From the time Wallabies legend John Eales first looked towering teenager Nathan Sharpe in the eye, he knew he had the makings of something special.
That feeling was proven right again on Thursday when 34-year-old Sharpe continued the amazing Indian summer of his revitalised career by winning a second John Eales Medal as the Wallabies' players' player.
"I don't think anyone would have picked it to end the way it has, but it's certainly very nice," Sharpe said.
"I want to be a guy that blokes want to play with and that's what that award means, I suppose.
"But I'd always take team success before individual success."
Following a couple of postponements, Sharpe will finally draw the curtain on his career after captaining Australian on their four-match spring tour of Europe this month.
He will leave the game as Australia's most-capped forward and with more Test appearances than any other lock in rugby history, though he didn't discover the latter fact until Thursday's medal presentation.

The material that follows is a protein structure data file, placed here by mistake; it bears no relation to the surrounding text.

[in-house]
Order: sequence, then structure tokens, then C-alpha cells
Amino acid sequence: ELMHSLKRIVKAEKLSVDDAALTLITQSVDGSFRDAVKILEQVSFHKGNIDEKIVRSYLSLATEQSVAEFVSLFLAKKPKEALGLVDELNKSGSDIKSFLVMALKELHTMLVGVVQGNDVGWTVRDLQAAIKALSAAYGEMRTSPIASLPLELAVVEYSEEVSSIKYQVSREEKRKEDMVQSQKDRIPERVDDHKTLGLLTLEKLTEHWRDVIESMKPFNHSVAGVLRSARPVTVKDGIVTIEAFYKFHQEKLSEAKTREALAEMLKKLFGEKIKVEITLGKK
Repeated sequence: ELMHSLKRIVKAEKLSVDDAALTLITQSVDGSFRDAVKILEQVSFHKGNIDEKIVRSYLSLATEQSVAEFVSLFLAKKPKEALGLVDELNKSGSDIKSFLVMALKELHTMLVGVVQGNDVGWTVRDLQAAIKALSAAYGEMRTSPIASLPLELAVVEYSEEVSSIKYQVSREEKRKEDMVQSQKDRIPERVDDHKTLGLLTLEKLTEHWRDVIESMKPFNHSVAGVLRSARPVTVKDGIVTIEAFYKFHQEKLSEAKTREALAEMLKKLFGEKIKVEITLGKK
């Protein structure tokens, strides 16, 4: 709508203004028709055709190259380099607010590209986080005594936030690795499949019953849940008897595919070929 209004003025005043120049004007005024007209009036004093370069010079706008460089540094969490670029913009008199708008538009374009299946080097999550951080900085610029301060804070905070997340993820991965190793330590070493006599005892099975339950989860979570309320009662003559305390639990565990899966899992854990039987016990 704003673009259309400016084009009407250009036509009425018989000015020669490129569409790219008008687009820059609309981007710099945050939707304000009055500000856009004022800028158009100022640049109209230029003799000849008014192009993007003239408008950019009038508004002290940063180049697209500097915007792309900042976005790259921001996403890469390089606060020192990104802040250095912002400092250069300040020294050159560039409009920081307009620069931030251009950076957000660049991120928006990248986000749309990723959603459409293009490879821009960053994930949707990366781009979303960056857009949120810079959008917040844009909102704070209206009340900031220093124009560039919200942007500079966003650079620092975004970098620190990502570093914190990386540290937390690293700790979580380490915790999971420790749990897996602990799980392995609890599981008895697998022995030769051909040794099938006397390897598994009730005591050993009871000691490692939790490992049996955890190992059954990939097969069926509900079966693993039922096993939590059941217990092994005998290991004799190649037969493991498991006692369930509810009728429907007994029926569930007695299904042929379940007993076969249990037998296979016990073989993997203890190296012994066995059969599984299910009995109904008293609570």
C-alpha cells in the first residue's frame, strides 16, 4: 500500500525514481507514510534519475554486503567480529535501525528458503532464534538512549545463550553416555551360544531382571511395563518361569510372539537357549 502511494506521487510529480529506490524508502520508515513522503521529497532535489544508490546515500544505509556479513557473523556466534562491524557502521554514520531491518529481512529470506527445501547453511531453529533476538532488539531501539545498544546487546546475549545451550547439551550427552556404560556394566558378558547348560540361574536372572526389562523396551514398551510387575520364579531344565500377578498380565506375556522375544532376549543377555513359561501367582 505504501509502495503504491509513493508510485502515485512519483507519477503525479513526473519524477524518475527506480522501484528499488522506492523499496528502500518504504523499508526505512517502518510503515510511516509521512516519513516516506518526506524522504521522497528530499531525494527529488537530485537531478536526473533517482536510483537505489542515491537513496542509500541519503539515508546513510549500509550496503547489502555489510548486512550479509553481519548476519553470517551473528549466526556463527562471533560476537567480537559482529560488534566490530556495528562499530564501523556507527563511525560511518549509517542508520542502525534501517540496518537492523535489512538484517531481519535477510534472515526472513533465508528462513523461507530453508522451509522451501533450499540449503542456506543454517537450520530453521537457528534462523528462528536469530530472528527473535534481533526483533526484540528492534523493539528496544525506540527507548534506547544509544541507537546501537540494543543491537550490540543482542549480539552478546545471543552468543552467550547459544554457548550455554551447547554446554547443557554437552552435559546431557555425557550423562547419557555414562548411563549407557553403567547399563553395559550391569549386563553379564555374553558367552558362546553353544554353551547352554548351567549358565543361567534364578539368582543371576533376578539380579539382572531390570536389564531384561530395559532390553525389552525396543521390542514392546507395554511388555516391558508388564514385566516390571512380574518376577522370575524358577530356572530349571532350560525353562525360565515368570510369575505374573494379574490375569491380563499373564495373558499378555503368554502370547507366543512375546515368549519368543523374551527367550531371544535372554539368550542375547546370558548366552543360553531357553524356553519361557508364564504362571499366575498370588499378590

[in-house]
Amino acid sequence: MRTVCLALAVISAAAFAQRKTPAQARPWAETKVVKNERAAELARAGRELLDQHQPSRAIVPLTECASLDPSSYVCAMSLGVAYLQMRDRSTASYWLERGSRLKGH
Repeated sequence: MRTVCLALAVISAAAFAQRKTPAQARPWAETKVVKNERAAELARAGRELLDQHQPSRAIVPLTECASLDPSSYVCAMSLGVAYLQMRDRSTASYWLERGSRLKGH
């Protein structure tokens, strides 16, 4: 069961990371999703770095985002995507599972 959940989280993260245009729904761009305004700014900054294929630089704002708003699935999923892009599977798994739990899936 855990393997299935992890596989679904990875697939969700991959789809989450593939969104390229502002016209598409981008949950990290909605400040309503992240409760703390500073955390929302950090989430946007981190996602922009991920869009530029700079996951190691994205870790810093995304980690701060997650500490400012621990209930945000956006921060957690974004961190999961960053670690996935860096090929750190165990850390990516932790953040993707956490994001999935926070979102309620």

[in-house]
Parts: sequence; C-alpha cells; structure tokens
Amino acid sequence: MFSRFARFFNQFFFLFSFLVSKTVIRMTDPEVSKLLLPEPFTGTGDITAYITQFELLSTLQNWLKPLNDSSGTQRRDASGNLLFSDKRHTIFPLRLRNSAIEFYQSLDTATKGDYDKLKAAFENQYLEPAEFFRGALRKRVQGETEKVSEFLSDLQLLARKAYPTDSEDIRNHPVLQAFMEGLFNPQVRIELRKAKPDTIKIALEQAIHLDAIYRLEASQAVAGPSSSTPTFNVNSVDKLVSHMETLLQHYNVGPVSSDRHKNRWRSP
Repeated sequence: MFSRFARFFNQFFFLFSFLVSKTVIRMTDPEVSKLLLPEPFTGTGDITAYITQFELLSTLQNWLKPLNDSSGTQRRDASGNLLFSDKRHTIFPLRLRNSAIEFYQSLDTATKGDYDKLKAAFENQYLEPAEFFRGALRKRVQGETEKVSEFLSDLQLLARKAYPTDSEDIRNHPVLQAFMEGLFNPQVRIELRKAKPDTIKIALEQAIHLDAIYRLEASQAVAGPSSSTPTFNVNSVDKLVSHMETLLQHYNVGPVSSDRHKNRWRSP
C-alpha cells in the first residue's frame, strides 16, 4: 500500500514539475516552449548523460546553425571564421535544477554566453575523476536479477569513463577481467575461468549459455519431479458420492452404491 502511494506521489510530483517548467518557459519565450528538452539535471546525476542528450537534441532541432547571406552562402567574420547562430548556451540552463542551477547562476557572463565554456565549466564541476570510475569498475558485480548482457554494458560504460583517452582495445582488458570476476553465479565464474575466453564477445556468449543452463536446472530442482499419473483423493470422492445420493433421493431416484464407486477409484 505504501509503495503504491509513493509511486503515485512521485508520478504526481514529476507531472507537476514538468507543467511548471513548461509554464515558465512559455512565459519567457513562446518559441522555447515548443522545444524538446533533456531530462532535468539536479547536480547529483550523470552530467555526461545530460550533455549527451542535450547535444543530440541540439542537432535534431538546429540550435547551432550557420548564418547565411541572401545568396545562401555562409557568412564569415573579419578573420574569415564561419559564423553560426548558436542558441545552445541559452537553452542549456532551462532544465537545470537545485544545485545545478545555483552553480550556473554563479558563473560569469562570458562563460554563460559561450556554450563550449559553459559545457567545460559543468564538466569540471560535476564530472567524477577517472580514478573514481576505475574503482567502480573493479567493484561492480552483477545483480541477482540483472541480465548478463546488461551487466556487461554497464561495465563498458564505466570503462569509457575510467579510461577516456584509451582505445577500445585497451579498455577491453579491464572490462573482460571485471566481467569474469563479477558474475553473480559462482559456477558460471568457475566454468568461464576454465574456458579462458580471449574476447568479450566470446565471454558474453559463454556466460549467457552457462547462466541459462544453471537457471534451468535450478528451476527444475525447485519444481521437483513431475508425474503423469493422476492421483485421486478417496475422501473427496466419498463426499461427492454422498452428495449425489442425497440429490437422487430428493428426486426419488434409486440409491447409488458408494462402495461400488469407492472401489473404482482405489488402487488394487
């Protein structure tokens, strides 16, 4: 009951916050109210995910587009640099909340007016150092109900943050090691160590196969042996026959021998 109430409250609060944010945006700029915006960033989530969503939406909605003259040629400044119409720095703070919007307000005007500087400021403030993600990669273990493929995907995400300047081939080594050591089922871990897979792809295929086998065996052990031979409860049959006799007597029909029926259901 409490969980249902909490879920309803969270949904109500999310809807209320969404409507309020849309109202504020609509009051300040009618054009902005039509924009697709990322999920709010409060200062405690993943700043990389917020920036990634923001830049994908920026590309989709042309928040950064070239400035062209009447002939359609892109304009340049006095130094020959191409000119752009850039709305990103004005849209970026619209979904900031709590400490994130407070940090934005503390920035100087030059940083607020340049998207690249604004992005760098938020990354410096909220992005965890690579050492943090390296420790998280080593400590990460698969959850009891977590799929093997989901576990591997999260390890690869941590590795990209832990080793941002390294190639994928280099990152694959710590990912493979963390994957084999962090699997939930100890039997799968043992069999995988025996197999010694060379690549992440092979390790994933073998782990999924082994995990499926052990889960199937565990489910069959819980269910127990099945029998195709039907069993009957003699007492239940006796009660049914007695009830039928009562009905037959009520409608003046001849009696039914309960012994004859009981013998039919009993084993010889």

Sharpe and dual World Cup-winning lock Eales have between them dominated the Australian lineout over the past two decades, though they just missed out on playing a Test together.
They were teammates at Queensland, which Sharpe described as "pretty cool, pretty special".
However, Eales retired from Test rugby in 2001 and Sharpe started his international career the following year.
From the first time he met Sharpe, Eales had no doubt he was destined to enjoy an illustrious career.
"I remember the first time I met Sharpey would have been at Southport School and I went to present an award," Eales told AAP.
"He was a 15-year-old kid and I'd been playing Test rugby for a few years and there I was looking him in the eye thinking it wouldn't be far away before he is out here."
Sharpe also recalled that first meeting.
"I still have a photo of Ealesy presenting that jersey to me and I had a full head of hair," joked the bald-headed Sharpe.
Injuries to experienced locks James Horwill and Dan Vickerman prompted Sharpe to twice extend an international career he originally planned to end last June.
"I think what he's shown, which we all know to be a fact, is that age is not the relevant measure," said Eales, who retired at 31.
"It's your commitment, your ability to actually contribute in the team.
"Why has he been able to do that? He's resilient, he's persistent and he's bright and that last point just can't be over-emphasised.
"Its such an important point that a lot of people sort of wash over.
"He's astute about the game and the way he prepares and the way he plays."
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